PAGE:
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  • TwinsTube: Keeping Kirby Puckett


    Tom Froemming

    Kirby Puckett became a free agent after the 1992 season, and a Minnesota reunion wasn’t a foregone conclusion. So when his five-year, $30 million contract with the Twins was announced, Minnesota baseball fans had (yet another) reason to celebrate.

    Below is a half-hour segment from KSTP, hosted by Joe Schmidt, titled Keeping Kirby Puckett.

     

    The Puckett feature picks up at around the 50-second mark. Commercials were not edited out of this video, but that may be more of a feature than a flaw in this case. This YouTube channel, tcmedianow, has loads of old TV news segments like this.

     

    Included in the video are reactions from Kent Hrbek, Twins fans at Joe Senser’s and a nice look back at his career up to that point that includes all of his “greatest hits.”

     

    Sidenote: Looking back at this really hammers home how much consistency there's been with the sports media in the Twin Cities. Along with Schmidt, there’s also an appearance from Patrick Ruesse. Speaking of which, here’s wishing Sid Hartman a very happy 100th birthday. Wow.

     

    Anyway, I guess we’ll stick with the theme of “Keeping Kirby Puckett” because there are so many things as Twins fans we want to keep and hold dearly in regard to Kirby, but plenty others we’d rather not.

     

    Watching any coverage of Puckett now, with the benefit of hindsight, always results in a few cringes. The revelations regarding his conduct off the field, particularly his relationships and conduct toward women, were utterly shocking. That was all well-documented in George Dohrmann’s The Rise and Fall of Kirby Puckett for Sports Illustrated back in 2003.

     

    I don’t want to dive too deeply into that topic, maybe another time, but it’s interesting to note that in this video there’s both a mention of Kirby being voted the classiest player in all of baseball and an interview where he rejects the idea that he should be looked up to as a hero.

     

    It’s difficult for me to touch on Puckett without things getting a little heavy, but let’s finish with something to lighten up the mood. Here’s a fun video of some of his teammates and coaches questioning the authenticity of his Starting Lineup figure:

     

     

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    I recall hearing a story told recently (possibly from Reusse) about Puckett. Apparently, he was tearing the cover off the ball in the spring before he had his eye issue. Better than ever. The team has brought in Molitor, and it appeared as though Puckett was poised to drive him in about 150 times that year.

     

    I remember it like it was yesterday, though I was relatively young at the time. What I never knew was how well he was performing right up until the day he woke up and couldn’t see.

     

    Despite all of that, the man is a legend. On the short list of most entertaining players to watch in the history of the game, IMO.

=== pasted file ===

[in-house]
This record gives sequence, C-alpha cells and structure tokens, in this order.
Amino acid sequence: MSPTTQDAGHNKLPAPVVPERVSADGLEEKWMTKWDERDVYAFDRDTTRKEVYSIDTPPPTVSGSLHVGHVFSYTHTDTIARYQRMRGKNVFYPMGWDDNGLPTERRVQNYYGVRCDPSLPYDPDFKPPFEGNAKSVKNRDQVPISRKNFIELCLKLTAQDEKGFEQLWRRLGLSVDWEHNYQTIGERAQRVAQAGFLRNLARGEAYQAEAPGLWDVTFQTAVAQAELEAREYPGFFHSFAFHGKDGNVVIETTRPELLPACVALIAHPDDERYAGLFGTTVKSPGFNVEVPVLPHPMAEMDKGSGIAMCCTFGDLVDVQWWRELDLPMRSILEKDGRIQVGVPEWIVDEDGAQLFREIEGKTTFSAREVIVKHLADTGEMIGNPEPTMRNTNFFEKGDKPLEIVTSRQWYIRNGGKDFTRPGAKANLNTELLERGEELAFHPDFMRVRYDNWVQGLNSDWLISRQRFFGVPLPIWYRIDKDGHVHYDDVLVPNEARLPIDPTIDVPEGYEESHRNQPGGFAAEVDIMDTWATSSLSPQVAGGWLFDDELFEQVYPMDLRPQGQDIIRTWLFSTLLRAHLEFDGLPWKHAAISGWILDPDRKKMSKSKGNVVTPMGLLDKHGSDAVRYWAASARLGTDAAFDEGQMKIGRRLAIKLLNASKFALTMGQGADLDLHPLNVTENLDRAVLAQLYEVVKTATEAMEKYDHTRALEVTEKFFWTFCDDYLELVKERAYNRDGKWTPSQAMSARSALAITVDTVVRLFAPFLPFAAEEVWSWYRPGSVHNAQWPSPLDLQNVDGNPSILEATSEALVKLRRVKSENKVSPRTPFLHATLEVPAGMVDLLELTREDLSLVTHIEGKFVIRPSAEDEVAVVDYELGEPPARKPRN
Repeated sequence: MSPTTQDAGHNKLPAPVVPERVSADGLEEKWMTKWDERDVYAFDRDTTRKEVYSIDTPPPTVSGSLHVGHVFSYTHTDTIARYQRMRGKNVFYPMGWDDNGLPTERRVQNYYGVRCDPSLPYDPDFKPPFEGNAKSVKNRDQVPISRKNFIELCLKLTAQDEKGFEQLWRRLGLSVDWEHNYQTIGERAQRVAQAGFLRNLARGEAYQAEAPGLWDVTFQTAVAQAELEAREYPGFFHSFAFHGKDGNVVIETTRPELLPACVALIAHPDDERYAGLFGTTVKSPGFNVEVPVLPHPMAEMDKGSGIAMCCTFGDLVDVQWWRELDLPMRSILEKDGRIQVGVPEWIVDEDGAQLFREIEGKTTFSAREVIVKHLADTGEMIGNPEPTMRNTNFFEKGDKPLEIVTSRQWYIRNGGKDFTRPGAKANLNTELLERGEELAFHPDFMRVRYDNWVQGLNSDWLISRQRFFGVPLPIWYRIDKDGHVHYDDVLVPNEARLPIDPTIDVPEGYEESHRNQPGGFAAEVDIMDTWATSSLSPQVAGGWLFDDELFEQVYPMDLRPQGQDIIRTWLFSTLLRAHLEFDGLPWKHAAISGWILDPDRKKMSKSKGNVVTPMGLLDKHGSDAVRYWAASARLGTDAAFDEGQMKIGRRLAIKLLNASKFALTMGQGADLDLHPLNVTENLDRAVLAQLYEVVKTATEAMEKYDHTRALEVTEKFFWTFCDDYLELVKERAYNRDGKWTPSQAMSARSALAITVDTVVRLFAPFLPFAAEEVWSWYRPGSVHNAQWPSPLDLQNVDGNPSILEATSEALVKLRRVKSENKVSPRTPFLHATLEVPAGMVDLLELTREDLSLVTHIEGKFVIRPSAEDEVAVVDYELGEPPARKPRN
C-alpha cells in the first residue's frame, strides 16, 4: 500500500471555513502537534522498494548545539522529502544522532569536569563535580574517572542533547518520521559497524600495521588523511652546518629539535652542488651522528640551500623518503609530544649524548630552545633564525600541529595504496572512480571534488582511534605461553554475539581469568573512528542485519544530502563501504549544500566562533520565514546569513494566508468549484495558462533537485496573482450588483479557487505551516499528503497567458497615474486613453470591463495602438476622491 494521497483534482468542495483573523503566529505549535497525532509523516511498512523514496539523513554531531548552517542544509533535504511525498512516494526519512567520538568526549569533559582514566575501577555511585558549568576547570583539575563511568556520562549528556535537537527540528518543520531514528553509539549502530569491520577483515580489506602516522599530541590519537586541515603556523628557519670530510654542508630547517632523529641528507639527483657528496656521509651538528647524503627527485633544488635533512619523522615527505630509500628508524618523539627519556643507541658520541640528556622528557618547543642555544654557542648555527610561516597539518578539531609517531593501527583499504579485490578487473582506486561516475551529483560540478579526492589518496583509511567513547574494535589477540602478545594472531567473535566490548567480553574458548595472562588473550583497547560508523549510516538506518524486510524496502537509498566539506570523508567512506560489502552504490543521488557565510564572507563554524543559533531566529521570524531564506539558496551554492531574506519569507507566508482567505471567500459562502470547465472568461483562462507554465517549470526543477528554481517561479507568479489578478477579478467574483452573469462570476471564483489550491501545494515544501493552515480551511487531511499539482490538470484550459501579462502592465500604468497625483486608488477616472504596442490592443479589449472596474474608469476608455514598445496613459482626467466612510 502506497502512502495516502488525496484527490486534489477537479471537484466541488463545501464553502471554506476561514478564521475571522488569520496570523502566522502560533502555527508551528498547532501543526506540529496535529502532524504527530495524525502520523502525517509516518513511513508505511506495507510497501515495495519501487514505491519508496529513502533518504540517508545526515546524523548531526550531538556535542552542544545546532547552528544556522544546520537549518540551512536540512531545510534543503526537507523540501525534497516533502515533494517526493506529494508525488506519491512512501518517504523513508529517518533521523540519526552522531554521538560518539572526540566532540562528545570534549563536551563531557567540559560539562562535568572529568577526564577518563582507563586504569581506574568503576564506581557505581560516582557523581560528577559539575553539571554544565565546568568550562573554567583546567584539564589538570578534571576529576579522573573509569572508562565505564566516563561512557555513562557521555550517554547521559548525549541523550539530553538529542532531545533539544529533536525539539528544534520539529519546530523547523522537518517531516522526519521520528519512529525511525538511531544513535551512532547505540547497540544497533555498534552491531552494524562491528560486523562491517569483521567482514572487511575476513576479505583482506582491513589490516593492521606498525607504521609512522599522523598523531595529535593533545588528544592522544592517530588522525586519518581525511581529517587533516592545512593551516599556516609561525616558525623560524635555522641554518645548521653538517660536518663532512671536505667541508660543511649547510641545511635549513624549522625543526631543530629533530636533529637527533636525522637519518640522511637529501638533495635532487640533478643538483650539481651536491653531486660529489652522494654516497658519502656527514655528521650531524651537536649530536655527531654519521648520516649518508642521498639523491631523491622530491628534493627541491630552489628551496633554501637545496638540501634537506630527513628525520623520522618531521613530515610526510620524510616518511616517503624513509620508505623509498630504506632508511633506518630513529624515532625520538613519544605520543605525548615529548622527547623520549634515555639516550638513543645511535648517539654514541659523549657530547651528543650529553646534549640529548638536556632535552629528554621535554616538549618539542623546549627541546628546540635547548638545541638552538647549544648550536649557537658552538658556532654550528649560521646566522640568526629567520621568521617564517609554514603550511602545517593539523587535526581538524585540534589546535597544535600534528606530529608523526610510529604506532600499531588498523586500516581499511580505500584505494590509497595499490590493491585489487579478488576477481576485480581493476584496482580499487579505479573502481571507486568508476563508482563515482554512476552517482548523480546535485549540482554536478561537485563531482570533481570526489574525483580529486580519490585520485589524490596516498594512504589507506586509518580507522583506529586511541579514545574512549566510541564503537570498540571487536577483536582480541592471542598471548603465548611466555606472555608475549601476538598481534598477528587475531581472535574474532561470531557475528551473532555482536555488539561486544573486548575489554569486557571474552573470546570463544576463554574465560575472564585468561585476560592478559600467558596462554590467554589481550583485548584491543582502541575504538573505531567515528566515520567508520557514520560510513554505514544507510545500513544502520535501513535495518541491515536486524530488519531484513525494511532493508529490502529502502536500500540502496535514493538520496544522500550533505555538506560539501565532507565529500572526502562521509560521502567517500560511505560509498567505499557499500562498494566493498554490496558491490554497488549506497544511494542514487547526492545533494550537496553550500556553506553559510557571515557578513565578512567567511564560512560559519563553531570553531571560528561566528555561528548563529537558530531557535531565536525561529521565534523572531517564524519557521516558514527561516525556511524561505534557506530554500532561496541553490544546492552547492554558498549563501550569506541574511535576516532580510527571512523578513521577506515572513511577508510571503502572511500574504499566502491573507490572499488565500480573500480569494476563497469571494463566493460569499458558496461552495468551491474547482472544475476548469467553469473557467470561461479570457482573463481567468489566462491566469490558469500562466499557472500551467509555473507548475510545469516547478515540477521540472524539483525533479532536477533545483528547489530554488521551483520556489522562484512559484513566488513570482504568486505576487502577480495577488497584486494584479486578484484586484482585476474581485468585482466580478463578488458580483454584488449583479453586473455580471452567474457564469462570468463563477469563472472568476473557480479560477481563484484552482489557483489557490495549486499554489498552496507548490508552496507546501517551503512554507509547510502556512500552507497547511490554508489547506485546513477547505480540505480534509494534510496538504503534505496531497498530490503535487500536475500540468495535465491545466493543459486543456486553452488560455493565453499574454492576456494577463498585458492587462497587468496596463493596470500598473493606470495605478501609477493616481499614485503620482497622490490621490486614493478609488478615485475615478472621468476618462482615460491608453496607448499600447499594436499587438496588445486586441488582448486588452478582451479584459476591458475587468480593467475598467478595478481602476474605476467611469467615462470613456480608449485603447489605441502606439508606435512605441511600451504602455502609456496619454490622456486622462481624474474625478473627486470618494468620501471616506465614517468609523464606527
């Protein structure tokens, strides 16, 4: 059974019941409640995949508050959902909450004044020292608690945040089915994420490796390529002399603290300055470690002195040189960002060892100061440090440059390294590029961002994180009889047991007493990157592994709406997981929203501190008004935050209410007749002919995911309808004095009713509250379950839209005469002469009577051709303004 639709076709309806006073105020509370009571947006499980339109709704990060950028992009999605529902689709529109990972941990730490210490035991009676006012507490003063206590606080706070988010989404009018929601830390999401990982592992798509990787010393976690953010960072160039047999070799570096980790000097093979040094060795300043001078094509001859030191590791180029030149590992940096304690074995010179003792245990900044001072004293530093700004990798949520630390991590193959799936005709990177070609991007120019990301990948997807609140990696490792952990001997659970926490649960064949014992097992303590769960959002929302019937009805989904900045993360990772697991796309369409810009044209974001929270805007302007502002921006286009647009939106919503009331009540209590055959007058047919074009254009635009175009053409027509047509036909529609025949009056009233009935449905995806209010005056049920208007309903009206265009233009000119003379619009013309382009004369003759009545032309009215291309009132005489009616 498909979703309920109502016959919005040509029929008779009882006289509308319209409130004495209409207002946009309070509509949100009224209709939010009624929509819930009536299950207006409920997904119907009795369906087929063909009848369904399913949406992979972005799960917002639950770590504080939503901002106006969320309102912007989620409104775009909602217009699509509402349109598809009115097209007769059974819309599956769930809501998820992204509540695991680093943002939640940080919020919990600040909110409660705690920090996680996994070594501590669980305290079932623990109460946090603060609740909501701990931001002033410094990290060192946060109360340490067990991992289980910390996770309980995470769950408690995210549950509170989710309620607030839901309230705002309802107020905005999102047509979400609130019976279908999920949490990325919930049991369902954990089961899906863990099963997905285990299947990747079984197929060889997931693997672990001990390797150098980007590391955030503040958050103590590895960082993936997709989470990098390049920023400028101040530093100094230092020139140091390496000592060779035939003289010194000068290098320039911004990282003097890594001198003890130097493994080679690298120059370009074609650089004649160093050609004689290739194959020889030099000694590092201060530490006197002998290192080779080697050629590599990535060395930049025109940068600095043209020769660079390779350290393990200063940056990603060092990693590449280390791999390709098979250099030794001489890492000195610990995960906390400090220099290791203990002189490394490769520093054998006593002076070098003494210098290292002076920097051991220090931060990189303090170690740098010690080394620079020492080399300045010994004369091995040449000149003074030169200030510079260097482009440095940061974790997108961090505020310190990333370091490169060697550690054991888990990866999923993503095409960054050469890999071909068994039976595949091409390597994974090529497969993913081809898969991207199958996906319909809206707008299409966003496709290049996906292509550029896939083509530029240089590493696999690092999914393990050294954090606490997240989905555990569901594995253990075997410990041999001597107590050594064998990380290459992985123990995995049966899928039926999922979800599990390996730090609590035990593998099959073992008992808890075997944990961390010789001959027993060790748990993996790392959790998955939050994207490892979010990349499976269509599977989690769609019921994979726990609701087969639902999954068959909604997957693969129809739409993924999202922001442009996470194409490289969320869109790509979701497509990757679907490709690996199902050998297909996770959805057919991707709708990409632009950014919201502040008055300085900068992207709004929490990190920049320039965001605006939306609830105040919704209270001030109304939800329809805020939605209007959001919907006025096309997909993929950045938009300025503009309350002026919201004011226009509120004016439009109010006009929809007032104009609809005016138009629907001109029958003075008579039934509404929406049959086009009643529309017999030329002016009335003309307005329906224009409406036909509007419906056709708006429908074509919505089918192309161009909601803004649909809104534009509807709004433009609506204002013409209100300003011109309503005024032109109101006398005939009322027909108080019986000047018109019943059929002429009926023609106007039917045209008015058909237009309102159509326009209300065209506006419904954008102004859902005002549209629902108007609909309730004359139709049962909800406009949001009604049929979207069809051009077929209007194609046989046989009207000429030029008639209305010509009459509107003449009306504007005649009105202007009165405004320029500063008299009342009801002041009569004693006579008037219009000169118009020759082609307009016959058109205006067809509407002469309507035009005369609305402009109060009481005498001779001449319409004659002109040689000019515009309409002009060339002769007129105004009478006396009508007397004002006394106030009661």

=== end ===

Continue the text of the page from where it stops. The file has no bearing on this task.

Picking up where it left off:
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    I recall hearing a story told recently (possibly from Reusse) about Puckett. Apparently, he was tearing the cover off the ball in the spring before he had his eye issue. Better than ever. The team has brought in Molitor, and it appeared as though Puckett was poised to drive him in about 150 times that year.

    I remember it like it was yesterday, though I was relatively young at the time. What I never knew was how well he was performing right up until the day he woke up and couldn’t see.

    Despite all of that, the man is a legend. On the short list of most entertaining players to watch in the history of the game, IMO.

     

    Kirby was going to get to bat cleanup that year.  Considering Molitor and Knoblauch both batted .346 and Cordova drove in 111 runs knocking them in, Kirby probably gets at least 130 if he played.  IIRC he had two hits off Greg Maddux in his final spring game.   Maybe they play .500 ball and the franchise gets turned around a bit earlier than 2001.

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    The new novel “The Cactus League“ by Emily Nemens has a small fictionalized tie-in to this moment in Twins history (not a spoiler). Was fun to stumble upon it in the book last week and remember clearly being excited about keeping Puck in Minnesota back in high school, reading about it in the Strib. Thanks for digging up the videos.

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    Before he moved to Arizona before his death, Kirby lived in my neighborhood.   Lets just say that he looked like that fat man image in the video.  I think those were hard times for Kirby and you could see that his health was deteriorating.  

     

    Hard to watch any of this without tears because he was really a once in a lifetime type of sports personality.   

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